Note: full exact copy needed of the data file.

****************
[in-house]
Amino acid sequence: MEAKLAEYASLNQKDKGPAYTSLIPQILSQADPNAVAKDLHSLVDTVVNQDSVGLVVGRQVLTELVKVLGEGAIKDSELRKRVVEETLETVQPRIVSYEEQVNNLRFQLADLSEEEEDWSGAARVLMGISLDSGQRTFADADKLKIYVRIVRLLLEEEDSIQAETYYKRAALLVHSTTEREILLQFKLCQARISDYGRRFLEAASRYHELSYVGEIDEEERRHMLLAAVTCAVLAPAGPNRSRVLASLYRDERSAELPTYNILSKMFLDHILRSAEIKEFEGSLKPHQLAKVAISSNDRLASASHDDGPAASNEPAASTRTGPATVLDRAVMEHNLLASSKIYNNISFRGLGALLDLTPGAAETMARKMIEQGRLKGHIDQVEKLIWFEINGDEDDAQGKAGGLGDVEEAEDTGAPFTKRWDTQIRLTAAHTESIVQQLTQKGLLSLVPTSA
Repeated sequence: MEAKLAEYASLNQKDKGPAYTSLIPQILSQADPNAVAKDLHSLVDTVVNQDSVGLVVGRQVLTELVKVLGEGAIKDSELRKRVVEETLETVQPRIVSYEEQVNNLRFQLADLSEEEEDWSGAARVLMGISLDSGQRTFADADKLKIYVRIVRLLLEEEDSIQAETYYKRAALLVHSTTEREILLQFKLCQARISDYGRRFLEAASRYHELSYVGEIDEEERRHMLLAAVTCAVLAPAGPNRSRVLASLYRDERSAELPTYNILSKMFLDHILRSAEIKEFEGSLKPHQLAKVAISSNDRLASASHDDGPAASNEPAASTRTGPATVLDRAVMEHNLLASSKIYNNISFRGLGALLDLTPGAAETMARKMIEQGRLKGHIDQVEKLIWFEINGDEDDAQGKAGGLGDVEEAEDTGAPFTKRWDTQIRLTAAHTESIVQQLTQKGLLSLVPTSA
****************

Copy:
[in-house]
Amino acid sequence: MEAKLAEYASLNQKDKGPAYTSLIPQILSQADPNAVAKDLHSLVDTVVNQDSVGLVVGRQVLTELVKVLGEGAIKDSELRKRVVEETLETVQPRIVSYEEQVNNLRFQLADLSEEEEDWSGAARVLMGISLDSGQRTFADADKLKIYVRIVRLLLEEEDSIQAETYYKRAALLVHSTTEREILLQFKLCQARISDYGRRFLEAASRYHELSYVGEIDEEERRHMLLAAVTCAVLAPAGPNRSRVLASLYRDERSAELPTYNILSKMFLDHILRSAEIKEFEGSLKPHQLAKVAISSNDRLASASHDDGPAASNEPAASTRTGPATVLDRAVMEHNLLASSKIYNNISFRGLGALLDLTPGAAETMARKMIEQGRLKGHIDQVEKLIWFEINGDEDDAQGKAGGLGDVEEAEDTGAPFTKRWDTQIRLTAAHTESIVQQLTQKGLLSLVPTSA
Repeated sequence: MEAKLAEYASLNQKDKGPAYTSLIPQILSQADPNAVAKDLHSLVDTVVNQDSVGLVVGRQVLTELVKVLGEGAIKDSELRKRVVEETLETVQPRIVSYEEQVNNLRFQLADLSEEEEDWSGAARVLMGISLDSGQRTFADADKLKIYVRIVRLLLEEEDSIQAETYYKRAALLVHSTTEREILLQFKLCQARISDYGRRFLEAASRYHELSYVGEIDEEERRHMLLAAVTCAVLAPAGPNRSRVLASLYRDERSAELPTYNILSKMFLDHILRSAEIKEFEGSLKPHQLAKVAISSNDRLASASHDDGPAASNEPAASTRTGPATVLDRAVMEHNLLASSKIYNNISFRGLGALLDLTPGAAETMARKMIEQGRLKGHIDQVEKLIWFEINGDEDDAQGKAGGLGDVEEAEDTGAPFTKRWDTQIRLTAAHTESIVQQLTQKGLLSLVPTSA